Since writing that report, the Liberals have now announced further details on the infrastructure bank that should be of very serious concern to citizens in our region.
The most troubling aspect of the mandate for the infrastructure bank is that it will only fund projects with a price tag of $100 million or more.
While major cities such as the Liberal strongholds of Toronto and Vancouver have projects within this price range, for smaller and rural municipalities these types of projects are completely unaffordable.
As Canadian Press recently reported, the Finance Minister has admitted that global investors will only invest in "large transformational projects" that produce enough revenue from which they can earn a high rate of return on their investment.
The Liberal Government is borrowing money it does not have at reduced rates so that Canadian taxpayers can finance and subsidize high rates of return for private international investors.
What is more disappointing about this scheme is that taxpayers in rural, smaller and even mid-size municipalities will be taking on this debt.
They will help pay for the high interest paid to private investors and will not even be eligible or able to afford the projects in question because of the pricey $100 million minimum price tag.
Worse is that the roughly $32 billion the Liberals are borrowing as seed money to create the investment bank is money that could but will not be spent on building infrastructure in the very same municipalities that will not be able to participate in this expensive program.
This infrastructure bank will be detrimental to not just our region but many regions across Canada.
As it is my practice to not just oppose but also propose, I have a different idea.
Instead of paying lucrative returns to private, global investment firms the Liberal government could increase the rate of return on Canada Savings Bonds.
Then, Canadians could benefit and at the same time lower the $100 million project minimum so most Canadian municipalities can participate.
I welcome your views on this or any subject before the House of Commons. I can be reached at [email protected] or call toll free 1-800-665-8711.
Canadians tend not to hear much in the media about our Senate unless it involves a spending scandal.
This week, a group of Conservative senators made the rare and unusual decision to amend a government spending bill.
During the last election, the Liberal promised to reduce income taxes on the middle class that ultimately would be revenue neutral as a result of income taxes being increased on citizens who earn over $200,000 per year.
Credit to the Liberal Government as they have been in the process of enacting some of their electoral promises however it has been done in a manner that some take disagreement with that ultimately has resulted in the Senator amendment in question.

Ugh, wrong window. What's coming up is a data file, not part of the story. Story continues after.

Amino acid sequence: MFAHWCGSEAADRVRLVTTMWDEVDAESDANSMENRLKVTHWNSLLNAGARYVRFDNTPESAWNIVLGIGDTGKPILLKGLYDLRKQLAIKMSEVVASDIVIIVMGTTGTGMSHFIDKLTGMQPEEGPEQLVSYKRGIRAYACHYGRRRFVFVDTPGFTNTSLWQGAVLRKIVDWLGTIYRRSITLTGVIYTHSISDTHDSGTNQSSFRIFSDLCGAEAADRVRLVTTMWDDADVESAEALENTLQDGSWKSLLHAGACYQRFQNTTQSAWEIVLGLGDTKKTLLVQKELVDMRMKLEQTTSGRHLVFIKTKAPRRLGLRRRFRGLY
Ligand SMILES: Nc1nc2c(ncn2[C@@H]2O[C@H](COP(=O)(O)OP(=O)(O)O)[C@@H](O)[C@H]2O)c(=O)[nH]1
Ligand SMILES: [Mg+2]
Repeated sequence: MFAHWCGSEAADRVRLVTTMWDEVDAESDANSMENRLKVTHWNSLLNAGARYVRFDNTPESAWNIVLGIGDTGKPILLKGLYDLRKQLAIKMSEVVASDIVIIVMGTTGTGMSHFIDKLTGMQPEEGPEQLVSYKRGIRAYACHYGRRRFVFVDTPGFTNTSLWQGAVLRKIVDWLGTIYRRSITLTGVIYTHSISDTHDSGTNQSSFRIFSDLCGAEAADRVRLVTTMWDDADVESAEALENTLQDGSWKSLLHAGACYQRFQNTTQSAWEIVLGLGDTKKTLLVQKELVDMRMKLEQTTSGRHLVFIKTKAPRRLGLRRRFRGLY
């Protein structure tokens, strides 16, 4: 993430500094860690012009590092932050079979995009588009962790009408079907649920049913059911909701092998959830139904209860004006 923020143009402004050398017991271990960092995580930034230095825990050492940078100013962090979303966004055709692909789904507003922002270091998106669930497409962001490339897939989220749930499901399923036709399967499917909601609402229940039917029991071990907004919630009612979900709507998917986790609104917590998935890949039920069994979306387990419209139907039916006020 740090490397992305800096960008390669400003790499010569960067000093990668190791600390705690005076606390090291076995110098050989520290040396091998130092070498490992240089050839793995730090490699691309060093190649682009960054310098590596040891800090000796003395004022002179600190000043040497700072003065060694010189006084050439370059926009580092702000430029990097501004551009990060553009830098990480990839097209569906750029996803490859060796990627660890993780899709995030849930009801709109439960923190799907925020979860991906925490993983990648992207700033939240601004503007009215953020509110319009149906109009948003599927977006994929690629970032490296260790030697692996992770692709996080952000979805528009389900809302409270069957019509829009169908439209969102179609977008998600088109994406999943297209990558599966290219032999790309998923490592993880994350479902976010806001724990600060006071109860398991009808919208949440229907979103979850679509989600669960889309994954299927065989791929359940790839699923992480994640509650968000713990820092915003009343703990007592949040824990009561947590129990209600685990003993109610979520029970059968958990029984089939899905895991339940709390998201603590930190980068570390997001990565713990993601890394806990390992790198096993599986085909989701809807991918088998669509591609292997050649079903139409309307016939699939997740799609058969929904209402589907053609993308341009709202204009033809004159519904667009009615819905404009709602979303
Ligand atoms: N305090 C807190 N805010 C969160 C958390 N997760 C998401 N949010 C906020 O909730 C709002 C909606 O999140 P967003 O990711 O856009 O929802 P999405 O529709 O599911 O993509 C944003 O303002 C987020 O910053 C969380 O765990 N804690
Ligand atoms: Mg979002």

One challenge in enacting tax cuts for the middle class is defining who exactly is the “middle class” from the perspective of the Liberal Government.
In this case, many were surprised that the proposed tax cuts for the middle class did not apply to most in need — Canadians earning below $45,000 per year.
More surprising was that the same middle class tax cuts also applied to citizens earning between $100,000 up to $199,000 per year.
I have yet to hear any citizens supporting a tax cut for citizens earning close to $200,000 annually.
As it turns out, when citizens in the $100,000 to $199,000 income level are included in the ‘middle class’ tax cut it turns out the plan is not in fact revenue neutral as was promised.
Overall the cost of the Liberal middle class tax results in an annual deficit ranging between $1.2 Billion and possibly as high as $1.7 billion each year.
As the annual budget is currently forecasting deficits for the duration of the Liberal Government term these tax cuts are in fact unsustainable– this is where the Conservative Senator`s amendment comes in.
Ultimately, the amendment from Senator Larry Smith proposes to eliminate the tax cut for citizens earning above $ 90,000 so those earning $100,000 up to $199,000 would no longer see an income tax cut if the amendment was adopted.
The amendment further proposes to increase the tax cut for those earning between $45,000 up to $53,000 and would keep the existing tax cut for those earning between $53,000 up to $90,000.
It should also be noted that this amendment is also revenue neutral meaning that it would not add an additional $1.2-$1.7 billion in new debt annually.
It’s unclear if the Senate will support this amendment however it will provide a test for those newly appointed non-partisan senators to see if they blindly vote against this amendment in favour of the original government bill or not.
In the event the Senate does pass this amendment it would return to the House of Commons for a vote from elected MPs.